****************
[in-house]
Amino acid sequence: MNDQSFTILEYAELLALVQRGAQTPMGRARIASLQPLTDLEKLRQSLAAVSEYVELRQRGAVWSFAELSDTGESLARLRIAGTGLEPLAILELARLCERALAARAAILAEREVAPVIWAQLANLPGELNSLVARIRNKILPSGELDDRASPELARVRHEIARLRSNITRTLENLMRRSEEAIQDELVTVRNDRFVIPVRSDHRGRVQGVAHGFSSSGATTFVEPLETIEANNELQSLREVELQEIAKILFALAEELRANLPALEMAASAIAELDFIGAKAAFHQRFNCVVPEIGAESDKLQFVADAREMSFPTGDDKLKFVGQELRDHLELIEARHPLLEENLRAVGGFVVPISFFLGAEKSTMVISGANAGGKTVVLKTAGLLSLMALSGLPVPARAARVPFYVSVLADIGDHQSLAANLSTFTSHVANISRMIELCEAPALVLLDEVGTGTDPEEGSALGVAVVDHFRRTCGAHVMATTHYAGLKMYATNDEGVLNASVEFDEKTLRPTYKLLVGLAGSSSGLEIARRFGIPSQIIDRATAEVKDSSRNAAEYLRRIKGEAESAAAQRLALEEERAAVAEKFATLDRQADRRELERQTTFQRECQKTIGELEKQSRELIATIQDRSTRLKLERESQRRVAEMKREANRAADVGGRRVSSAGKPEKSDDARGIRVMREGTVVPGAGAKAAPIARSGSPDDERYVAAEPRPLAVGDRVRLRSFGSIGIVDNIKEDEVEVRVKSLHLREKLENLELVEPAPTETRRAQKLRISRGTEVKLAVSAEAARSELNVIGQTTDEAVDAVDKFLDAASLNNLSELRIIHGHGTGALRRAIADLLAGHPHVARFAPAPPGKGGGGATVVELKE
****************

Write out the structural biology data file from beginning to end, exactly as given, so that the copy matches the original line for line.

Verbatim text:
[in-house]
Amino acid sequence: MNDQSFTILEYAELLALVQRGAQTPMGRARIASLQPLTDLEKLRQSLAAVSEYVELRQRGAVWSFAELSDTGESLARLRIAGTGLEPLAILELARLCERALAARAAILAEREVAPVIWAQLANLPGELNSLVARIRNKILPSGELDDRASPELARVRHEIARLRSNITRTLENLMRRSEEAIQDELVTVRNDRFVIPVRSDHRGRVQGVAHGFSSSGATTFVEPLETIEANNELQSLREVELQEIAKILFALAEELRANLPALEMAASAIAELDFIGAKAAFHQRFNCVVPEIGAESDKLQFVADAREMSFPTGDDKLKFVGQELRDHLELIEARHPLLEENLRAVGGFVVPISFFLGAEKSTMVISGANAGGKTVVLKTAGLLSLMALSGLPVPARAARVPFYVSVLADIGDHQSLAANLSTFTSHVANISRMIELCEAPALVLLDEVGTGTDPEEGSALGVAVVDHFRRTCGAHVMATTHYAGLKMYATNDEGVLNASVEFDEKTLRPTYKLLVGLAGSSSGLEIARRFGIPSQIIDRATAEVKDSSRNAAEYLRRIKGEAESAAAQRLALEEERAAVAEKFATLDRQADRRELERQTTFQRECQKTIGELEKQSRELIATIQDRSTRLKLERESQRRVAEMKREANRAADVGGRRVSSAGKPEKSDDARGIRVMREGTVVPGAGAKAAPIARSGSPDDERYVAAEPRPLAVGDRVRLRSFGSIGIVDNIKEDEVEVRVKSLHLREKLENLELVEPAPTETRRAQKLRISRGTEVKLAVSAEAARSELNVIGQTTDEAVDAVDKFLDAASLNNLSELRIIHGHGTGALRRAIADLLAGHPHVARFAPAPPGKGGGGATVVELKE